Sacrificing Japan's International Image for Alberto Fujimori
John de Boer (University of Tokyo & GLOCOM Platform)
More shocking news was revealed this past week in the Spanish press about the "regime of terror" led by the ex-President of Peru, Alberto Fujimori. In a document presented on 23 July by the current Peruvian minister of health, Fernando Carbone, it was revealed that between 1996-2000 Fujimori ordered the forced sterilization of at minimum 200,000 indigenous Peruvian women. Fujimori, who has been living in Japan for over a year now, continues to evade all calls for extradition to Peru. As the evidence mounts against Fujimori, increasing indignation is being felt in Latin America and Spain towards the Japanese government's refusal to cooperate with the current Peruvian government and justice system that seeks to place Fujimori under trial.
Based on the evidence brought forward by Carbone, Fujimori is now being accused of committing genocide against the indigenous population of Peru. According to news reports, Carbone testified before the Peruvian Congress that over 200,000 indigenous women were forcefully sterilized "under pressure, threat and incentives". Official documents noted that of these a minimum of 18 women died as a result of the treatment.
The health minister testified to Fujimori's direct involvement in this project by citing 56 official documents, which revealed that the Presidential Office was informed of the project's progress on a monthly basis and documented Fujimori's authorization of funds and equipment for the sterilization program.
According to investigations carried out by the ministry of health, the objective of the project was not related to preventing epidemics but to limiting the number of births in the poorest sectors of the economy. In the process, the government failed to adequately inform the women of the consequences that sterilization would have and went so far as to threaten to withdraw all public health services from their families if they refused to undertake the operation. Others were given incentives, such as food and alimentation, if they received the treatment.
In the sense that the program targeted a specific group of people, it is considered to be a form of ethnic cleansing that aspired to prevent the indigenous people of Peru, who happen to be the poorest and most vulnerable, from reproducing. Due to the fact that the women were not informed properly and forced in one way or the other, this program led by Fujimori also represents a violation of the most basic human rights.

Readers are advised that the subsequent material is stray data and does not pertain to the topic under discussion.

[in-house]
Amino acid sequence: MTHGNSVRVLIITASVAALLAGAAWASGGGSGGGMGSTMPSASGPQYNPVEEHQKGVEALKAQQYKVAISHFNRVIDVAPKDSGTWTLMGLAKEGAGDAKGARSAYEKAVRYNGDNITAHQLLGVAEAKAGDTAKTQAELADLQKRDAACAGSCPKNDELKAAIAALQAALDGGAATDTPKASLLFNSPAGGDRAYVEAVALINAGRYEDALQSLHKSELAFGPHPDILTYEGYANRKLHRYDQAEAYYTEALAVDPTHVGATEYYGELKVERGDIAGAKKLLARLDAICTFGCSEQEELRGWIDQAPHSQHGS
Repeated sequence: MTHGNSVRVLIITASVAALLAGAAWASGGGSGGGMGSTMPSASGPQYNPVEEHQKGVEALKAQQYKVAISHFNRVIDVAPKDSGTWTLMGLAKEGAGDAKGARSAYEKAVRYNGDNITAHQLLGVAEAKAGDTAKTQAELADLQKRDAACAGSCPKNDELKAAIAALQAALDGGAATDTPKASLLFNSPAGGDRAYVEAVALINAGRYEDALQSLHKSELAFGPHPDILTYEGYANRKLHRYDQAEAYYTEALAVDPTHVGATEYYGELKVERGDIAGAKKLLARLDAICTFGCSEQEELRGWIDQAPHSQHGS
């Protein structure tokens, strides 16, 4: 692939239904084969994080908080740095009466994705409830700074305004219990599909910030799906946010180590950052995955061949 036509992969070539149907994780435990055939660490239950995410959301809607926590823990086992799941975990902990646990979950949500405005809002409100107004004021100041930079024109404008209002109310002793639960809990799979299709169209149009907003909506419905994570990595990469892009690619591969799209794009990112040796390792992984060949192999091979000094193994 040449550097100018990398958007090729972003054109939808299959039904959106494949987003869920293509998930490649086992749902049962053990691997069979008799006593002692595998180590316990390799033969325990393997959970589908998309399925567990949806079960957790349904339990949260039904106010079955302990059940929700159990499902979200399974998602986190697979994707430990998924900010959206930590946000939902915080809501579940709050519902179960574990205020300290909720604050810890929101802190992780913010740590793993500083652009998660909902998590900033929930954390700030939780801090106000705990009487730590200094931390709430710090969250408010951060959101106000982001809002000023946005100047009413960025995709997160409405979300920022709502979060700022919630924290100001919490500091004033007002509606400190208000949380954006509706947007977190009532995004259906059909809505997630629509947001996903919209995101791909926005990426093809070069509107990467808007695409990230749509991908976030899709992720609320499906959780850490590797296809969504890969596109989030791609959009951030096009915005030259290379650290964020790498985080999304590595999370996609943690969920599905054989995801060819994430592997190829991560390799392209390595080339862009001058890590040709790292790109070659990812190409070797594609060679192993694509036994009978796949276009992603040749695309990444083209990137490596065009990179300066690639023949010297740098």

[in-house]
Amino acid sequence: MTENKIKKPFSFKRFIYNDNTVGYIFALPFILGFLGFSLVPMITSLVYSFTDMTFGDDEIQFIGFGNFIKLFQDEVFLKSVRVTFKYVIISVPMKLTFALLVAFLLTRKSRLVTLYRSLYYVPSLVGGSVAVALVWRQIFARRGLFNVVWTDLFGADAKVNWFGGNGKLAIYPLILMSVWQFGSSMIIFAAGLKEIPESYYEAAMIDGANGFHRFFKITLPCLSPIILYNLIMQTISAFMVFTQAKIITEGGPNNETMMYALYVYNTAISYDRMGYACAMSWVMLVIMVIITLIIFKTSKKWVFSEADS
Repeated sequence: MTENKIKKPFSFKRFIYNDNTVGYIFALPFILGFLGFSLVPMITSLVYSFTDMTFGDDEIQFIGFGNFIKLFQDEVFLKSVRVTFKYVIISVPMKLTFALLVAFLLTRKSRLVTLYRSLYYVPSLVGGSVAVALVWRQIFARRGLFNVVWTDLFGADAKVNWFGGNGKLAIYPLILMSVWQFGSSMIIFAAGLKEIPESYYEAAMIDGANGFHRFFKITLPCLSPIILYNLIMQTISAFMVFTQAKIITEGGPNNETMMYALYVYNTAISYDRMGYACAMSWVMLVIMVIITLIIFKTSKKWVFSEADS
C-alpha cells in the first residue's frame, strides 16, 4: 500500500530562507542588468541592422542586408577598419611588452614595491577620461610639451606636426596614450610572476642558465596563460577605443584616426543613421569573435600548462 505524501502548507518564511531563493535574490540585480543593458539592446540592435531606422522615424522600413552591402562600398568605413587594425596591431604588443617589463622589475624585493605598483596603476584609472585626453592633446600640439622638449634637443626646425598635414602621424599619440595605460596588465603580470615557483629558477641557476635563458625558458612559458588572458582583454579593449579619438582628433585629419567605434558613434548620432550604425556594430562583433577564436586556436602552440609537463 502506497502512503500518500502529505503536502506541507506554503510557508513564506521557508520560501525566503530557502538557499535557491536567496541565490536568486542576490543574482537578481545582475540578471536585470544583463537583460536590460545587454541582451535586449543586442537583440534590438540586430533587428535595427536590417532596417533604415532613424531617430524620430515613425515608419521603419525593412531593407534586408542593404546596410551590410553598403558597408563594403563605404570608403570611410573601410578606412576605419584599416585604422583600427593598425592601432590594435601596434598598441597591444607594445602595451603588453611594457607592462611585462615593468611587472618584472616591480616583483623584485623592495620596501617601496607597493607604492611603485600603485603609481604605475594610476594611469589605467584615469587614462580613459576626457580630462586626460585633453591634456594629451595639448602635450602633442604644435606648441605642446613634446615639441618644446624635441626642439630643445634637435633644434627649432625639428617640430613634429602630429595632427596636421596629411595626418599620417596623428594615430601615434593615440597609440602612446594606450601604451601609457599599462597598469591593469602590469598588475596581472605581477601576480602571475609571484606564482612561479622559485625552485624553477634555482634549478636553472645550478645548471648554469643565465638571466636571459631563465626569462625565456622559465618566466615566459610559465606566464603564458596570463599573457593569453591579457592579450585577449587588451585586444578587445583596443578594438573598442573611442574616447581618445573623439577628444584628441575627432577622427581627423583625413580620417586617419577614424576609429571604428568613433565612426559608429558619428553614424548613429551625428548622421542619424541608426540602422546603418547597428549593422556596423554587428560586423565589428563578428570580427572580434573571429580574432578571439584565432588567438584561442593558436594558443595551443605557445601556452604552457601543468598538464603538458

As more disturbing facts are revealed regarding Fujimori's direct involvement in crimes against humanity, in addition to the already proven electoral manipulation, alleged embezzlement of public funds, and responsibility in several massacres in 1991-92 (see Media Review #13), a significant portion of the Spanish speaking world and others informed of these facts are growing impatient with Japan's refusal to process the ex-President's extradition. This, coupled with news that Fujimori is receiving VIP treatment from various sectors in Japan, allowed to give lectures at Japanese universities and "living in a manner befitting an ex-President" as Fujimori so proudly declares on his website, is affecting Japan's image overseas. The view from outside is that Japan is protecting a perpetrator of some of the worst kinds of crimes against humanity and in doing so does not respect international law.
For a country that has labored to convince the world of its repentance for atrocities committed in Asia during its imperial rule, Japan's harboring of Fujimori represents several steps back and does no good for Japan as it continues to lecture China and other ODA beneficiaries on human rights. While news of this nature may not reach readers of Japanese media sources, the opinion of 700 million or so people with access to the Spanish language media are definitively influenced by these reports. The Japanese government needs to seriously consider whether its refusal to allow justice to take its course in relation to Fujimori is worth the damage that this case is doing to Japan's international prestige.
- Laura Puertas, "Fujimori orders the forced sterilization of 200,000 indigenous women in Peru", El Pais, 25 July 2002.
- Editorial, "Fujimori, the Sterilizer," El Pais, 25 July 2002.